In its recent decision, Skymark Finance Corporation v Ontario, 2023 ONCA 234, the Ontario Court of Appeal took the opportunity to comment on the importance of immediate disclosure of settlement minutes to other parties in an action and to clarify the meaning of the phrase “to change the entirety of the litigation landscape."
The Immediate Disclosure Rule
The immediate disclosure rule provides that that in litigation involving multiple parties, settlement agreements and their terms must immediately be disclosed to all if they change the litigation landscape for the non-settling parties. Though explicit in the title, it bears emphasis that the timeline for doing so is immediate – not “eventual” or “when it is convenient”. A failure to do so constitutes an abuse of process with the resulting remedy of a stay being placed on the non-disclosing party’s claim(s) against the non-settling parties.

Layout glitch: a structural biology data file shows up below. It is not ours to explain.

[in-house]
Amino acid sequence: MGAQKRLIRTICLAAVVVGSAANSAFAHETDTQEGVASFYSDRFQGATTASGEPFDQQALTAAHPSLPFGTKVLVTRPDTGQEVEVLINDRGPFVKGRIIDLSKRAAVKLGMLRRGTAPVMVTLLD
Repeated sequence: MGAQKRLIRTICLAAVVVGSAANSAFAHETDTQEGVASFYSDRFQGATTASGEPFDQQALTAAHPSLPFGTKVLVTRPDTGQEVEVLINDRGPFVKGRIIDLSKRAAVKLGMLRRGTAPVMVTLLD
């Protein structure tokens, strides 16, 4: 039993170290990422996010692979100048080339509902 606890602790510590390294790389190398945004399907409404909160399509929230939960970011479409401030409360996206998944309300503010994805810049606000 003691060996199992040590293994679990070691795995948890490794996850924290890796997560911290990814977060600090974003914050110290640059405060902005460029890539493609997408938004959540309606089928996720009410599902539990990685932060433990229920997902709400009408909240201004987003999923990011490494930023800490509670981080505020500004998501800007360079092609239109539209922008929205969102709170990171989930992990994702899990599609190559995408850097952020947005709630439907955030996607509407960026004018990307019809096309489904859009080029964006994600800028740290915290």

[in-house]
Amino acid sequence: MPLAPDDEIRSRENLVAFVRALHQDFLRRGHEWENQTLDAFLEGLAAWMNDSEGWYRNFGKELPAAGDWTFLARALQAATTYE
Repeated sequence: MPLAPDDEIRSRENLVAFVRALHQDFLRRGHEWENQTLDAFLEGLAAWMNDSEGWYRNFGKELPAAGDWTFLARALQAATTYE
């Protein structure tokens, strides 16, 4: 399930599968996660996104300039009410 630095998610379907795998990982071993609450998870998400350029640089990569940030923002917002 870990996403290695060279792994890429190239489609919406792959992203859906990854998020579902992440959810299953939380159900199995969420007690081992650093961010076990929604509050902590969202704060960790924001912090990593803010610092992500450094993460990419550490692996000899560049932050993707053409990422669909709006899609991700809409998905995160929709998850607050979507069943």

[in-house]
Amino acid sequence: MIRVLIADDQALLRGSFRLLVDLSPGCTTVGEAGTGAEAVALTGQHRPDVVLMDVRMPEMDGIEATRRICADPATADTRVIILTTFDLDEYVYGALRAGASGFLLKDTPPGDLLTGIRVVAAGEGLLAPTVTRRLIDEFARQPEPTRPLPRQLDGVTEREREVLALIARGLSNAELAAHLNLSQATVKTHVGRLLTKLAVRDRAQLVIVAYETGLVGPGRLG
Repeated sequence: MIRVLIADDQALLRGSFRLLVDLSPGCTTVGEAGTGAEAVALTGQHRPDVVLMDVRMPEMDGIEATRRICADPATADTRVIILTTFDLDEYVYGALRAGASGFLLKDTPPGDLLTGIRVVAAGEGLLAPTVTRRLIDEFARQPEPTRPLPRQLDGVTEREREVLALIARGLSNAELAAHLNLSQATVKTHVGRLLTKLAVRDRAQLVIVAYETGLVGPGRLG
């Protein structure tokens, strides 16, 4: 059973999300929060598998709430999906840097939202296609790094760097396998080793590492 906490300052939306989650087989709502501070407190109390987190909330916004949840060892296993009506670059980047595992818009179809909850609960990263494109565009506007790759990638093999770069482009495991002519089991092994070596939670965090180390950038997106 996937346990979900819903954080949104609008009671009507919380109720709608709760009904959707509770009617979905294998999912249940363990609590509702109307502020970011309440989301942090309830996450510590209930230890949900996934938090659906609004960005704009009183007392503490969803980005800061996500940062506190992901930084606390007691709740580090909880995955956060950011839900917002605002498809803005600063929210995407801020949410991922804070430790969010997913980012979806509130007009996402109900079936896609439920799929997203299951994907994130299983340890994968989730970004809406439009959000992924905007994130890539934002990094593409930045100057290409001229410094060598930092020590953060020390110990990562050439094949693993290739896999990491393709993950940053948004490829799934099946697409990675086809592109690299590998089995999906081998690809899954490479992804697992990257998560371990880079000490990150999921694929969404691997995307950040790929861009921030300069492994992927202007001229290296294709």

Because violation of this rule can result in one of the court’s most severe remedies, careful consideration should be paid to the foundational aspect of the rule – that is, changing the legal landscape. The immediate disclosure rule exists so as to prevent prejudice to non-settling parties who will find themselves entangled in a landscape with shifted adversarial relationships, requiring new strategy. The remedy of staying the action is enforced for the purpose of allowing the court to control its own processes and correct imbalances of justice.